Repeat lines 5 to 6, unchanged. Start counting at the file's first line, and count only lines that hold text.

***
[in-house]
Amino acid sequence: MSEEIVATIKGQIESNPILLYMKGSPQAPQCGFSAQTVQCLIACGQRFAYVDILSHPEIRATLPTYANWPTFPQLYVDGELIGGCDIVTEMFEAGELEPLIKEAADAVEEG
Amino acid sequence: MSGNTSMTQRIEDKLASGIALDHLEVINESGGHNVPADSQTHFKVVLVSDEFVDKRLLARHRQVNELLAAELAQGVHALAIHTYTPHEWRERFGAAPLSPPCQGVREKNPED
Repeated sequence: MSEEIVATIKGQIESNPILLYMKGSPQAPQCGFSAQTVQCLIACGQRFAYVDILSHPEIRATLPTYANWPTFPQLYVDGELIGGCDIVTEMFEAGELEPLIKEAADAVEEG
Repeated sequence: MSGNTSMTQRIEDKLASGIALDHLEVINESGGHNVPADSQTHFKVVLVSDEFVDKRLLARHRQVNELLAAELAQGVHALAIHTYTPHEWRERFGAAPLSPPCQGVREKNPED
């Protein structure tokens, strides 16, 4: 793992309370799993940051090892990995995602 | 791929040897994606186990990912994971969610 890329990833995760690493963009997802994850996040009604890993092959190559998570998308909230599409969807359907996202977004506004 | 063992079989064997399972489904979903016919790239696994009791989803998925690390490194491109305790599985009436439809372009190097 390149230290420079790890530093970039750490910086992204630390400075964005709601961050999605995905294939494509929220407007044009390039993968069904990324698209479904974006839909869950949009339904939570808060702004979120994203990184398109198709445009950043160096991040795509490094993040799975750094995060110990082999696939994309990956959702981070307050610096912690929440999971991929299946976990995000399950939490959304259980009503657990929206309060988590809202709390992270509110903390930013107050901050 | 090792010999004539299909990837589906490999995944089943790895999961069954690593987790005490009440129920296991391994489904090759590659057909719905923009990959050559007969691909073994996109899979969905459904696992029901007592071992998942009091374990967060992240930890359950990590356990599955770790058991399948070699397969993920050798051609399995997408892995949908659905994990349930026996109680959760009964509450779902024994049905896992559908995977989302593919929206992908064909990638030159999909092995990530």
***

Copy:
Repeated sequence: MSGNTSMTQRIEDKLASGIALDHLEVINESGGHNVPADSQTHFKVVLVSDEFVDKRLLARHRQVNELLAAELAQGVHALAIHTYTPHEWRERFGAAPLSPPCQGVREKNPED
């Protein structure tokens, strides 16, 4: 793992309370799993940051090892990995995602 | 791929040897994606186990990912994971969610 890329990833995760690493963009997802994850996040009604890993092959190559998570998308909230599409969807359907996202977004506004 | 063992079989064997399972489904979903016919790239696994009791989803998925690390490194491109305790599985009436439809372009190097 390149230290420079790890530093970039750490910086992204630390400075964005709601961050999605995905294939494509929220407007044009390039993968069904990324698209479904974006839909869950949009339904939570808060702004979120994203990184398109198709445009950043160096991040795509490094993040799975750094995060110990082999696939994309990956959702981070307050610096912690929440999971991929299946976990995000399950939490959304259980009503657990929206309060988590809202709390992270509110903390930013107050901050 | 090792010999004539299909990837589906490999995944089943790895999961069954690593987790005490009440129920296991391994489904090759590659057909719905923009990959050559007969691909073994996109899979969905459904696992029901007592071992998942009091374990967060992240930890359950990590356990599955770790058991399948070699397969993920050798051609399995997408892995949908659905994990349930026996109680959760009964509450779902024994049905896992559908995977989302593919929206992908064909990638030159999909092995990530």